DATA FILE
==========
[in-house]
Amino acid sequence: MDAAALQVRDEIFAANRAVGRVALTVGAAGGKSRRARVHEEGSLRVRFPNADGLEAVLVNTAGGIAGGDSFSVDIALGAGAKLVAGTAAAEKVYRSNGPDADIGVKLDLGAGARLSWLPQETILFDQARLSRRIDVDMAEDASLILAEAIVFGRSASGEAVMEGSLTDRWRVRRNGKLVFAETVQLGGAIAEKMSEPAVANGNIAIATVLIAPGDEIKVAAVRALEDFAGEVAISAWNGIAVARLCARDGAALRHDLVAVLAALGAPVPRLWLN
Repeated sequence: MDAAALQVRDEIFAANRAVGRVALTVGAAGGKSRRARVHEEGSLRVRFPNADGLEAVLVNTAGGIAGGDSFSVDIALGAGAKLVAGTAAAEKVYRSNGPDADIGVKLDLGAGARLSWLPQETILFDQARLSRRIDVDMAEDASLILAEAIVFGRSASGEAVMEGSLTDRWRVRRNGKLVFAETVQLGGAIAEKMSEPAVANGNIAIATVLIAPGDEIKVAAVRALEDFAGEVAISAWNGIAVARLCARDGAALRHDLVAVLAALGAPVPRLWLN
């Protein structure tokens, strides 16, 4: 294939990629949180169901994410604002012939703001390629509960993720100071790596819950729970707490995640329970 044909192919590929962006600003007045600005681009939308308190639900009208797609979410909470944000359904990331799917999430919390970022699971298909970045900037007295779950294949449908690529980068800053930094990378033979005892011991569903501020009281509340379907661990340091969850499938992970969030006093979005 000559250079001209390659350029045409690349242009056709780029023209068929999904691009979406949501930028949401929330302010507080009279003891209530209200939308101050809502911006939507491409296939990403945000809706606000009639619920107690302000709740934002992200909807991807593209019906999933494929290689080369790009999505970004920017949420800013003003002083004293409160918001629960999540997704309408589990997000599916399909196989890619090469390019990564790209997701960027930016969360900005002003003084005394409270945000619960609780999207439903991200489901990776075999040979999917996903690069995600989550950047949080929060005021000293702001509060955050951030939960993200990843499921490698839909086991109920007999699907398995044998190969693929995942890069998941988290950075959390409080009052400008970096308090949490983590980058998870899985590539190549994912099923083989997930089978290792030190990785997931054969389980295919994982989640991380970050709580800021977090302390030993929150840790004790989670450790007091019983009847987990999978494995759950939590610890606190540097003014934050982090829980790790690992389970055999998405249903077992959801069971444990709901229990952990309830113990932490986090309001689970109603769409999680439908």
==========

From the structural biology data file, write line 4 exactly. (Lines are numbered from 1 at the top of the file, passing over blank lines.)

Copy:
């Protein structure tokens, strides 16, 4: 294939990629949180169901994410604002012939703001390629509960993720100071790596819950729970707490995640329970 044909192919590929962006600003007045600005681009939308308190639900009208797609979410909470944000359904990331799917999430919390970022699971298909970045900037007295779950294949449908690529980068800053930094990378033979005892011991569903501020009281509340379907661990340091969850499938992970969030006093979005 000559250079001209390659350029045409690349242009056709780029023209068929999904691009979406949501930028949401929330302010507080009279003891209530209200939308101050809502911006939507491409296939990403945000809706606000009639619920107690302000709740934002992200909807991807593209019906999933494929290689080369790009999505970004920017949420800013003003002083004293409160918001629960999540997704309408589990997000599916399909196989890619090469390019990564790209997701960027930016969360900005002003003084005394409270945000619960609780999207439903991200489901990776075999040979999917996903690069995600989550950047949080929060005021000293702001509060955050951030939960993200990843499921490698839909086991109920007999699907398995044998190969693929995942890069998941988290950075959390409080009052400008970096308090949490983590980058998870899985590539190549994912099923083989997930089978290792030190990785997931054969389980295919994982989640991380970050709580800021977090302390030993929150840790004790989670450790007091019983009847987990999978494995759950939590610890606190540097003014934050982090829980790790690992389970055999998405249903077992959801069971444990709901229990952990309830113990932490986090309001689970109603769409999680439908």